Neurocognition, social cognition, and functional outcome in schizophrenia and high-functioning autism Public Deposited

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  • March 21, 2019
  • Couture, Shannon Marie
    • Affiliation: College of Arts and Sciences, Department of Psychology and Neuroscience
  • The purpose of this dissertation was to compare two models of the relationships among neurocognition, social cognition, and functional outcome in schizophrenia and highfunctioning autism (HFA). Forty-five participants with schizophrenia and thirty-four participants with HFA completed a battery of neurocognitive and social cognitive tasks, and the Social Functioning Scale as a measure of functional outcome. Composite variables were created for all three constructs. Within the schizophrenia sample, path analyses revealed a significant and negative relationship between neurocognition and functional outcome, a nonsignificant, positive relationship between social cognition and functional outcome, and modest support for social cognition serving as a mediator between neurocognition and functional outcome. Within the HFA sample, neither neurocognition nor social cognition significantly predicted functional outcome. Consistent with previous research, a strong, positive relationship between neurocognition and social cognition emerged in both samples, although this appears to be more robust for individuals with schizophrenia. In contrast, only a small proportion of the variance in functional outcome was accounted for by the models. It is suggested that use of the Social Functioning Scale may have contributed to these findings.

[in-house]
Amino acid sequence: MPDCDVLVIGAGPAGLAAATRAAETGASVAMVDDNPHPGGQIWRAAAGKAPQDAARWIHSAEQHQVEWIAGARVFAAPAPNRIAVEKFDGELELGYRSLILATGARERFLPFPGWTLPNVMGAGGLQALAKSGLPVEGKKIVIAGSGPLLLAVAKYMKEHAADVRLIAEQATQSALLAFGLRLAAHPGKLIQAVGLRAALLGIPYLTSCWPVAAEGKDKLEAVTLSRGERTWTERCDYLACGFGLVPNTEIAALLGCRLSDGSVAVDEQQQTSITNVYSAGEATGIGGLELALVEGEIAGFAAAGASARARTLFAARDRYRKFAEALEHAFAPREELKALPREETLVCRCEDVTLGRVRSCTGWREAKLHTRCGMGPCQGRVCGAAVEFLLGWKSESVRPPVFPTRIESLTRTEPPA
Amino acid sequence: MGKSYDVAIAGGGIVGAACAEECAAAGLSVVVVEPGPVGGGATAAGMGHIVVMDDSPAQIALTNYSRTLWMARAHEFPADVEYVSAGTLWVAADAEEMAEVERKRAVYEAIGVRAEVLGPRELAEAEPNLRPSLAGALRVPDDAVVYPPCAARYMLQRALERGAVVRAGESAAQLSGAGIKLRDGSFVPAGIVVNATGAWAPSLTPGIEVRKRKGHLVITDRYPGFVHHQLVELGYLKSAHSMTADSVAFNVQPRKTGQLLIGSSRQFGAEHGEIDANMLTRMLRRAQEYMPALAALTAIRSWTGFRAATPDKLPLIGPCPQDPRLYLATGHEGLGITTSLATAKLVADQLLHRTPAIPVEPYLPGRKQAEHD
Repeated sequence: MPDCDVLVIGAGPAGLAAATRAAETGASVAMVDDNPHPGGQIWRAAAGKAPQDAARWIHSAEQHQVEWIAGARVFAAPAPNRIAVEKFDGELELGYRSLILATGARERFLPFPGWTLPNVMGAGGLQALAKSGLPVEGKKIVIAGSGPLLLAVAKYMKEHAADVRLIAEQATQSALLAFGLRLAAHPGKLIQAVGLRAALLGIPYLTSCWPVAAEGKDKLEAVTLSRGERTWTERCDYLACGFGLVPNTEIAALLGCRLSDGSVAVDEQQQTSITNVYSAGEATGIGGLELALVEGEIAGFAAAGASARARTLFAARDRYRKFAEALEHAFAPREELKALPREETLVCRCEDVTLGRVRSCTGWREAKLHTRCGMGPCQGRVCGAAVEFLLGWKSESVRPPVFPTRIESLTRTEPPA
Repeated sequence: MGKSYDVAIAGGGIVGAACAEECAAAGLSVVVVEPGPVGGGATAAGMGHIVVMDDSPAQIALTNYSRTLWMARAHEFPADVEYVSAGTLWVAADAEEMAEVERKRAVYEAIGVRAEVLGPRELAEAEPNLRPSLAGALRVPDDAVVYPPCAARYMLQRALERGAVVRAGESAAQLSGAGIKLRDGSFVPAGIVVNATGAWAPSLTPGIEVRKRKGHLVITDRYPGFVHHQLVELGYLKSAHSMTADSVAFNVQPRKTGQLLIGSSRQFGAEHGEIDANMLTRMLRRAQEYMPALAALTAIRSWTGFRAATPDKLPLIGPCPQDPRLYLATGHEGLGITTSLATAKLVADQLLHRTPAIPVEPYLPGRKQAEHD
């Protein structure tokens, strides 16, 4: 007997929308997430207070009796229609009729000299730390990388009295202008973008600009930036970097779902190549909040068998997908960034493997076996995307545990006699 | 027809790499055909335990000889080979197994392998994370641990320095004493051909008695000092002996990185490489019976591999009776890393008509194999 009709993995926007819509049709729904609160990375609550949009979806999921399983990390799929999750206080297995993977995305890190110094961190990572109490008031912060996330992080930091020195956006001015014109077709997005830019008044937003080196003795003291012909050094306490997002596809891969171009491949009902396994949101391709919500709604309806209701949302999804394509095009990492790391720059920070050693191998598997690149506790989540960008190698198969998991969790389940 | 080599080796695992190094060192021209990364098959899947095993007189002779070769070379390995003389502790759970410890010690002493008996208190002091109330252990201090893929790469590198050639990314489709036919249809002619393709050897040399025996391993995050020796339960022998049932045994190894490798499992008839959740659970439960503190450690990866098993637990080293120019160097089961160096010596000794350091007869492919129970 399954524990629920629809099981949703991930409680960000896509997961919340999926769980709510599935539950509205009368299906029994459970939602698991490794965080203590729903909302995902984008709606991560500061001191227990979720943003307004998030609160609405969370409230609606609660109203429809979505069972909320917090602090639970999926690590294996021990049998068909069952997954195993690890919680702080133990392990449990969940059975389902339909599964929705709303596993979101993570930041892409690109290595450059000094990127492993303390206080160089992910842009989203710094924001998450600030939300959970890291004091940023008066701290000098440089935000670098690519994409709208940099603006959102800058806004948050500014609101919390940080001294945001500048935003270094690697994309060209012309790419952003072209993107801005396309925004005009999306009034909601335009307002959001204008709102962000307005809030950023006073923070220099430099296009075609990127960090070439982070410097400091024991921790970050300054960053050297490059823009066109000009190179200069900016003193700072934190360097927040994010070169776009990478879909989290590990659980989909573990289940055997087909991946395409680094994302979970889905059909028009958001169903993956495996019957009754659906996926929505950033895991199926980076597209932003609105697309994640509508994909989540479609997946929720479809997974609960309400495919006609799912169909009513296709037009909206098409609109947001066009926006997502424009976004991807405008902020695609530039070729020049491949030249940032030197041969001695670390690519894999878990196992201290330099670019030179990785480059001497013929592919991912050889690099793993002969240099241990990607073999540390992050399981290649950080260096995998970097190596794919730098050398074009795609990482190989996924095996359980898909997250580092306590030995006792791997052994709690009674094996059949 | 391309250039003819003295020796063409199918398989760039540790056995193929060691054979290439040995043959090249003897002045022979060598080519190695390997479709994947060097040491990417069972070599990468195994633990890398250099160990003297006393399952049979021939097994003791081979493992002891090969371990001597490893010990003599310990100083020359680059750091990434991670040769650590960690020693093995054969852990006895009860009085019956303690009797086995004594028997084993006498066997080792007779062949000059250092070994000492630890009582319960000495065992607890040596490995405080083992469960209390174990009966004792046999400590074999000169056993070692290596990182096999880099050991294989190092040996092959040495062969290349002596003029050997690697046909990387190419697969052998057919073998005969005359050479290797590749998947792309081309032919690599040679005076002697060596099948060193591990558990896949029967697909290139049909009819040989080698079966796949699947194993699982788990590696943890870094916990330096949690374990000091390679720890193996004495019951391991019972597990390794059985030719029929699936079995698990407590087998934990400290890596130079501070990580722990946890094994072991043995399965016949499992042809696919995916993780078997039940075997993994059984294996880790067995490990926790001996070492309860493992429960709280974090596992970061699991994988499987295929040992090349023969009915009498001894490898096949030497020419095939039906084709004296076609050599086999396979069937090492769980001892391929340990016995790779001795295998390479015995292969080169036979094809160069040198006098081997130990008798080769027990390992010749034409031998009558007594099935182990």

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  • In Copyright
  • Penn, David L.
  • Open access

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